The practice of ranking countries according to their inhabitants’ average weight expresses our contemporary obsession with fat and its seemingly global advance. 21st century globesity rankings differ from early modern observations of particularly portly peoples in both form and jargon. Regarding their content the difference seems less pronounced. Current epidemiology sometimes reverses prestatistical attributions, but occasionally it confirms them. Regardless, comparative approaches old and new serve the same cultural function, as I argue, because they both use corpulence abroad to address concerns and ultimately mold self-images at home.   Contemporary popular coverage of countries, which rank high in globesity statistics, largely depends on how their situation can be related to ours. Currently, nine of the ten countries leading most statistics…

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Bachelorette Chow is one of several recipes posted by users of the platform “Complete Foods,” formerly known as DIY Soylent. Like many other websites dedicated to sharing homemade variations of commercially available nutritional substitute products like Soylent, it began with attempts to imitate as closely as possible the composition of Soylent. But meanwhile, the platform offers a variety of recipes which often aim to provide additional taste value, or claim to be targeted towards a particular purpose or target group–in the case of Bachelorette Chow, that group is obviously women. Few recipes on the platform are specifically targeted towards women. In fact, Bachelorette Chow presents an alternative to “Bachelor Chow,” a recipe which contains similar ingredients but in different quantities,…

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Vincent makes sure his voice carries far enough for me to understand that I need to push through thirty seconds longer, even with all the background noise. In fact, I am hardly aware of my environment. Or was, until I identified a moving object in the corner of my eye. When I strain my head to look left, I see a toddler watching me with a strange expression on his face. I am focused on the burning sensation in my abdominal area and my mind telling me that I should just give up. But Vincent’s reference to time gives me a new surge of willpower and I manage to uphold my body in plank position, supporting my rigid body on…

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The decision, whether taking stairs or the escalator is the better choice, has been charged with a new socio-political dimension lately. Both speed and convenience do hardly matter, yet it has turned into a question of fitness and health. As the Fitbit advertisement points out, “fitness is the sum of your life.” It can be found between beginnings and endings or between high and low ends of the exercise spectrum. Gone are the times when physical activity was confined to particular spaces reserved for heavy exercise—like gyms. Today we live in an almost endless sea of fitness opportunities, called your daily life. Of major importance in this change is the popular trend of logging one’s activities with digital tracking devices,…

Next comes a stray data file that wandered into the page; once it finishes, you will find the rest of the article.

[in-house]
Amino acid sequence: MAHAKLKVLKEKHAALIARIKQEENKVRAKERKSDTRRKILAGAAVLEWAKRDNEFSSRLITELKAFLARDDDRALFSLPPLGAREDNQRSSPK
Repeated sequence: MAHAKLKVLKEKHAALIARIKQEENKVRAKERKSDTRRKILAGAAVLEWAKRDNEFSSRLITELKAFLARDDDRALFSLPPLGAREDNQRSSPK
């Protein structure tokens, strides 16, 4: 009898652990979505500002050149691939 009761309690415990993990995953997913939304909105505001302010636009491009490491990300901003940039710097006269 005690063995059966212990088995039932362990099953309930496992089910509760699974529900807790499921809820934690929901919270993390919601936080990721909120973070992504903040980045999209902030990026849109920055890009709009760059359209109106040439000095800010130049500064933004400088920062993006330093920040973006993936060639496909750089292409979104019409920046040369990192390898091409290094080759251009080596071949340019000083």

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“I know you’re sick. It’s all that whiteman junk food we eat,” the elderly Aboriginal protagonist Charlie remarks towards his terminally ill friend. The Australian drama Charlie’s Country (directed by Rolf de Heer), which had its world premiere at the Adelaide Film Festival in October 2013, presents a fictional engagement with community life in the Northern Territory after the implementation of the Intervention. De Heer’s film emphatically addresses Indigenous people’s disadvantages—especially in relation to food and health issues. Since healthier options are inaccessible, Charlie and his community rely on the unhealthy food they can buy from the general store of their community and are consequently made ill by their diet. Charlie would prefer to hunt rather than consume the “whiteman…

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